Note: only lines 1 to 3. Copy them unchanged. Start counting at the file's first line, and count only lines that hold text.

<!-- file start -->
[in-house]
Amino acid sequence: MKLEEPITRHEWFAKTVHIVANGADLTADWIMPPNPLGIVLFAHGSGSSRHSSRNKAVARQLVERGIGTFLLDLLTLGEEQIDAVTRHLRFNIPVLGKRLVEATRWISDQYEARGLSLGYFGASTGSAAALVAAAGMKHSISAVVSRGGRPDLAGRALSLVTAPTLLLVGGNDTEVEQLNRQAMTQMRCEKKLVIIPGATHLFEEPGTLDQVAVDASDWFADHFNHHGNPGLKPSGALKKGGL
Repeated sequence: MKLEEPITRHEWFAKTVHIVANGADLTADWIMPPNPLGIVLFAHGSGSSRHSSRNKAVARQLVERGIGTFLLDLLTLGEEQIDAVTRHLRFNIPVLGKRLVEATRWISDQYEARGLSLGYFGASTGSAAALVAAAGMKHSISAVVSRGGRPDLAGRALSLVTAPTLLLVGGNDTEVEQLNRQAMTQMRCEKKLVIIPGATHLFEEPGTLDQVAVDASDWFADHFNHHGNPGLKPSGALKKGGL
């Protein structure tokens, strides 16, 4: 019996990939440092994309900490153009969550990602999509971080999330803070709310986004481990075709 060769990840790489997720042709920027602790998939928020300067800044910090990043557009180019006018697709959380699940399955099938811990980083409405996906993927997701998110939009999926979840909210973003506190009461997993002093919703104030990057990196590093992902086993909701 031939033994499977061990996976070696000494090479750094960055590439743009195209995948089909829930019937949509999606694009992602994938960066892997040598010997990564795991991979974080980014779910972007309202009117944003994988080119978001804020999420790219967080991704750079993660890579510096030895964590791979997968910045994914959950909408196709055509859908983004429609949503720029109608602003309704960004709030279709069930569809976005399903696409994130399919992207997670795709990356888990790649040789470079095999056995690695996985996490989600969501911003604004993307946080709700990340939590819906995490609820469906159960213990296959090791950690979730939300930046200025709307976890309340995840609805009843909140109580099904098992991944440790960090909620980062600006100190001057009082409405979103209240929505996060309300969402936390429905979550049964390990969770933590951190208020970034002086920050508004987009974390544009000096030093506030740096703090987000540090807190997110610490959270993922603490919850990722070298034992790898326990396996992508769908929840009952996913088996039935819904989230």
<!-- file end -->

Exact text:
[in-house]
Amino acid sequence: MKLEEPITRHEWFAKTVHIVANGADLTADWIMPPNPLGIVLFAHGSGSSRHSSRNKAVARQLVERGIGTFLLDLLTLGEEQIDAVTRHLRFNIPVLGKRLVEATRWISDQYEARGLSLGYFGASTGSAAALVAAAGMKHSISAVVSRGGRPDLAGRALSLVTAPTLLLVGGNDTEVEQLNRQAMTQMRCEKKLVIIPGATHLFEEPGTLDQVAVDASDWFADHFNHHGNPGLKPSGALKKGGL
Repeated sequence: MKLEEPITRHEWFAKTVHIVANGADLTADWIMPPNPLGIVLFAHGSGSSRHSSRNKAVARQLVERGIGTFLLDLLTLGEEQIDAVTRHLRFNIPVLGKRLVEATRWISDQYEARGLSLGYFGASTGSAAALVAAAGMKHSISAVVSRGGRPDLAGRALSLVTAPTLLLVGGNDTEVEQLNRQAMTQMRCEKKLVIIPGATHLFEEPGTLDQVAVDASDWFADHFNHHGNPGLKPSGALKKGGL